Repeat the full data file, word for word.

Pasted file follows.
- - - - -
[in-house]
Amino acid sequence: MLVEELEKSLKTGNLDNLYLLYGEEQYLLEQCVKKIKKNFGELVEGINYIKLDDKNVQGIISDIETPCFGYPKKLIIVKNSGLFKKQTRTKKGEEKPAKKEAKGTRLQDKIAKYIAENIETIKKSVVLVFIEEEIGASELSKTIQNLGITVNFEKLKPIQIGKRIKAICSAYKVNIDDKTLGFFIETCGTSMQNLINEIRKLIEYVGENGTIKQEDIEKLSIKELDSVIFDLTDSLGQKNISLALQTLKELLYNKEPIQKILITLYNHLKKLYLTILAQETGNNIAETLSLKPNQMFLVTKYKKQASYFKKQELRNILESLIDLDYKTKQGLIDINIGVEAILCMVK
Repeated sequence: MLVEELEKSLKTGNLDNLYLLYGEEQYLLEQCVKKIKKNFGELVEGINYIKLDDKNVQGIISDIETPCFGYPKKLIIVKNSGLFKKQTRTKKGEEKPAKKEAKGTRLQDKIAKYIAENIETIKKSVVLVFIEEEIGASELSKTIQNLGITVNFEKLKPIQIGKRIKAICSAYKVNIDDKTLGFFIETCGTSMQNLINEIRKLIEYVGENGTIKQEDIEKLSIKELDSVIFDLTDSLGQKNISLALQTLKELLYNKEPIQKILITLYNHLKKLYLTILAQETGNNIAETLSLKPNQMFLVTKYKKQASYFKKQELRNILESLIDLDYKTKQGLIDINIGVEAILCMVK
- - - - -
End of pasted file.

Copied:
[in-house]
Amino acid sequence: MLVEELEKSLKTGNLDNLYLLYGEEQYLLEQCVKKIKKNFGELVEGINYIKLDDKNVQGIISDIETPCFGYPKKLIIVKNSGLFKKQTRTKKGEEKPAKKEAKGTRLQDKIAKYIAENIETIKKSVVLVFIEEEIGASELSKTIQNLGITVNFEKLKPIQIGKRIKAICSAYKVNIDDKTLGFFIETCGTSMQNLINEIRKLIEYVGENGTIKQEDIEKLSIKELDSVIFDLTDSLGQKNISLALQTLKELLYNKEPIQKILITLYNHLKKLYLTILAQETGNNIAETLSLKPNQMFLVTKYKKQASYFKKQELRNILESLIDLDYKTKQGLIDINIGVEAILCMVK
Repeated sequence: MLVEELEKSLKTGNLDNLYLLYGEEQYLLEQCVKKIKKNFGELVEGINYIKLDDKNVQGIISDIETPCFGYPKKLIIVKNSGLFKKQTRTKKGEEKPAKKEAKGTRLQDKIAKYIAENIETIKKSVVLVFIEEEIGASELSKTIQNLGITVNFEKLKPIQIGKRIKAICSAYKVNIDDKTLGFFIETCGTSMQNLINEIRKLIEYVGENGTIKQEDIEKLSIKELDSVIFDLTDSLGQKNISLALQTLKELLYNKEPIQKILITLYNHLKKLYLTILAQETGNNIAETLSLKPNQMFLVTKYKKQASYFKKQELRNILESLIDLDYKTKQGLIDINIGVEAILCMVK